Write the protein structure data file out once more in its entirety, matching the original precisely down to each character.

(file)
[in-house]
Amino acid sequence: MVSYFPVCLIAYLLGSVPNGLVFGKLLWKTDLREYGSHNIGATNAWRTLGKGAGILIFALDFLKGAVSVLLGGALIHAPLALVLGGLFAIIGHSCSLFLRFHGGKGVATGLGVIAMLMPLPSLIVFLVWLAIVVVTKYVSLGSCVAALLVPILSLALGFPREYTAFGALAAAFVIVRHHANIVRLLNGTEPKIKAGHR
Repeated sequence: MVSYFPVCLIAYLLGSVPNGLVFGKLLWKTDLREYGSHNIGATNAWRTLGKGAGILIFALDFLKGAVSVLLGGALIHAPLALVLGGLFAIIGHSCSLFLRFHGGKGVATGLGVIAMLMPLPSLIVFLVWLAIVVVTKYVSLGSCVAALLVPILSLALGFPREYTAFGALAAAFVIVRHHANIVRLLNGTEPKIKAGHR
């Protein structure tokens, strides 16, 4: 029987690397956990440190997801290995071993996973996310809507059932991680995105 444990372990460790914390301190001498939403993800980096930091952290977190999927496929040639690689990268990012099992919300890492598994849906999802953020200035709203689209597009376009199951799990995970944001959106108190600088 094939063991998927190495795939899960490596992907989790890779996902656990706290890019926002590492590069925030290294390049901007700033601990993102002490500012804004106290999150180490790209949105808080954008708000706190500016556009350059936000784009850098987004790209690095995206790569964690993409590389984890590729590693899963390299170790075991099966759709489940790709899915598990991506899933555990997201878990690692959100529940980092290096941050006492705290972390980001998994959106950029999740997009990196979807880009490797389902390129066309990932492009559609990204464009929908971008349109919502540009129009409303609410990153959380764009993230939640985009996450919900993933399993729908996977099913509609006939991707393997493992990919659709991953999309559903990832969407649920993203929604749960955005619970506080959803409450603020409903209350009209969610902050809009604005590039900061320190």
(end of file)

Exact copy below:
[in-house]
Amino acid sequence: MVSYFPVCLIAYLLGSVPNGLVFGKLLWKTDLREYGSHNIGATNAWRTLGKGAGILIFALDFLKGAVSVLLGGALIHAPLALVLGGLFAIIGHSCSLFLRFHGGKGVATGLGVIAMLMPLPSLIVFLVWLAIVVVTKYVSLGSCVAALLVPILSLALGFPREYTAFGALAAAFVIVRHHANIVRLLNGTEPKIKAGHR
Repeated sequence: MVSYFPVCLIAYLLGSVPNGLVFGKLLWKTDLREYGSHNIGATNAWRTLGKGAGILIFALDFLKGAVSVLLGGALIHAPLALVLGGLFAIIGHSCSLFLRFHGGKGVATGLGVIAMLMPLPSLIVFLVWLAIVVVTKYVSLGSCVAALLVPILSLALGFPREYTAFGALAAAFVIVRHHANIVRLLNGTEPKIKAGHR
């Protein structure tokens, strides 16, 4: 029987690397956990440190997801290995071993996973996310809507059932991680995105 444990372990460790914390301190001498939403993800980096930091952290977190999927496929040639690689990268990012099992919300890492598994849906999802953020200035709203689209597009376009199951799990995970944001959106108190600088 094939063991998927190495795939899960490596992907989790890779996902656990706290890019926002590492590069925030290294390049901007700033601990993102002490500012804004106290999150180490790209949105808080954008708000706190500016556009350059936000784009850098987004790209690095995206790569964690993409590389984890590729590693899963390299170790075991099966759709489940790709899915598990991506899933555990997201878990690692959100529940980092290096941050006492705290972390980001998994959106950029999740997009990196979807880009490797389902390129066309990932492009559609990204464009929908971008349109919502540009129009409303609410990153959380764009993230939640985009996450919900993933399993729908996977099913509609006939991707393997493992990919659709991953999309559903990832969407649920993203929604749960955005619970506080959803409450603020409903209350009209969610902050809009604005590039900061320190």